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Medi-Cal Computer Glitches Still Causing Problems

January 29, 2015
Medi-Cal Computer Glitches Still Causing Problems By Hannah Guzik Although the Medi-Cal enrollment system is operating significantly better than it did a year ago, the county workers expect it may take several years for it to become a truly smooth process.

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Why reducing poverty — and stress — might be the key to better health

October 13, 2014

By Daniel Weintraub

Look at the health data for just about any collection of neighborhoods in California and one thing will soon become clear: Poor people are sicker and, on average, die younger than people with higher incomes.

The medical profession, social workers and health researchers have known this for a long time.

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A Golden Idea for Senior Women Living Together

September 28, 2014
A Golden Idea for Senior Women Living Together

By Matt Perry

When Bea Arthur and her merry band of aging pranksters graced the airwaves with their “Golden Girls” sitcom a quarter century ago, they paved the way for shared senior housing that’s both fun and affordable.

And like the world-famous Red Hat Society which celebrates aging gracefully and vibrantly, expect the Golden Girls Network shared housing movement to grow rapidly in California.

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Despite progress, 250,000 Medi-Cal applicants still wait for coverage

September 23, 2014
Despite progress, 250,000 Medi-Cal applicants still wait for coverage

Andrew Skaf, 22, of Fresno said he had trouble getting treatment for cancer and endured months of anxiety while waiting for his Medi-Cal application to be processed. Photo courtesy of Andrew Skaf.

By Claudia Boyd-Barrett

Carlos Gutierrez of Berkeley thought his health care troubles were over when he received a letter from his county’s social service agency in May telling him he qualified for Medi-Cal.

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Surfing the Wave of Aging Latinos

September 15, 2014
Surfing the Wave of Aging Latinos

By Matt Perry

March marked a turning point in California’s ethnic breakdown: Latinos officially outnumbered the state’s white population.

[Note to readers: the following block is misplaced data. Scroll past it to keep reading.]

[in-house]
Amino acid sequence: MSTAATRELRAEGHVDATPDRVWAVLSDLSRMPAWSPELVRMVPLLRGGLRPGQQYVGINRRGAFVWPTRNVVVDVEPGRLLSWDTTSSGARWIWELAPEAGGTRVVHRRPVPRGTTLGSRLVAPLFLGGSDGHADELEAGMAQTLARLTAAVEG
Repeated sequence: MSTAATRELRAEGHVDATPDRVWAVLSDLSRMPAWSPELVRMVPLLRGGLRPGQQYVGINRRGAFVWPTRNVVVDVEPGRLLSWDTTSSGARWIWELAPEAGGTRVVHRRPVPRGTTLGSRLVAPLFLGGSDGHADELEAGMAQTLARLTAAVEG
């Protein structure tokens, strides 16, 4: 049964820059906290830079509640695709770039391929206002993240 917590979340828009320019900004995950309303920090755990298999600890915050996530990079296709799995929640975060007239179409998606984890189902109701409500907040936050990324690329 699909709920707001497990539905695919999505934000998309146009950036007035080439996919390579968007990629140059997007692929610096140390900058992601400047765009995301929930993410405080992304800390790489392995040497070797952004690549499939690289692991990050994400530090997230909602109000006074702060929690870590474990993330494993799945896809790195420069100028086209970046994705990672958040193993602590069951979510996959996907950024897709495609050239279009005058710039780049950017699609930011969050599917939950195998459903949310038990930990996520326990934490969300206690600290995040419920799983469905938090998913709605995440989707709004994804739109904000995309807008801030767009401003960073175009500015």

Meanwhile, the aging Latino population is one of the fastest-growing demographics nationally, thanks to “a very high life expectancy among Hispanics,” according to noted aging researcher S. Jay Olshansky of the University of Illinois at Chicago.

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The Future of Aging: Travel, Treatment, Retirement

September 2, 2014
The Future of Aging: Travel, Treatment, Retirement By Matt Perry These days, everything seems to be outsourced abroad. Jobs. Customer service. Even executive assistants. And today, so is aging – which is fast becoming very big business.

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Percentage of Newborns Breastfed in Hospital on the Rise

August 28, 2014
Percentage of Newborns Breastfed in Hospital on the Rise By Lorena Anderson More infants are exclusively consuming breast milk immediately after being born in California hospitals than before, according to a new report from the California Women, Infants, Children Association and the UC Davis Human Lactation Center.

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Proposition 45 would allow state to regulate insurance rates

August 27, 2014
Proposition 45 would allow state to regulate insurance rates

By Alisha Wyman

A proposed ballot measure facing voters this fall would give the state the authority to deny health insurance rate increases, a change some consumer groups say is long overdue but that opponents warn could impede Californians’ access to insurance coverage.

Proposition 45, slated for the Nov. 4 ballot, appears simple.

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Straightening Out the Knot: The Cancer Resource Center of the Desert

August 22, 2014
Straightening Out the Knot: The Cancer Resource Center of the Desert

Caption: Adrian and Ana Tapia of Brawley with their son Joaquin. Adrian was diagnosed with a brain tumor in December of 2012 while Ana was seven months pregnant. The couple went to the Cancer Resource Center of the Desert in El Centro for help in navigating all the challenges associated with his diagnosis.

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Santa Barbara Joins Forces to Train Dementia Caregivers

August 18, 2014
Santa Barbara Joins Forces to Train Dementia Caregivers By Matt Perry With rates of dementia expected to reach epidemic proportions as an aging American populous lives longer, a Southern California city has formed an impressive coalition of business leaders, educators, foundations and long-term care settings to help train the next generation of caregivers.

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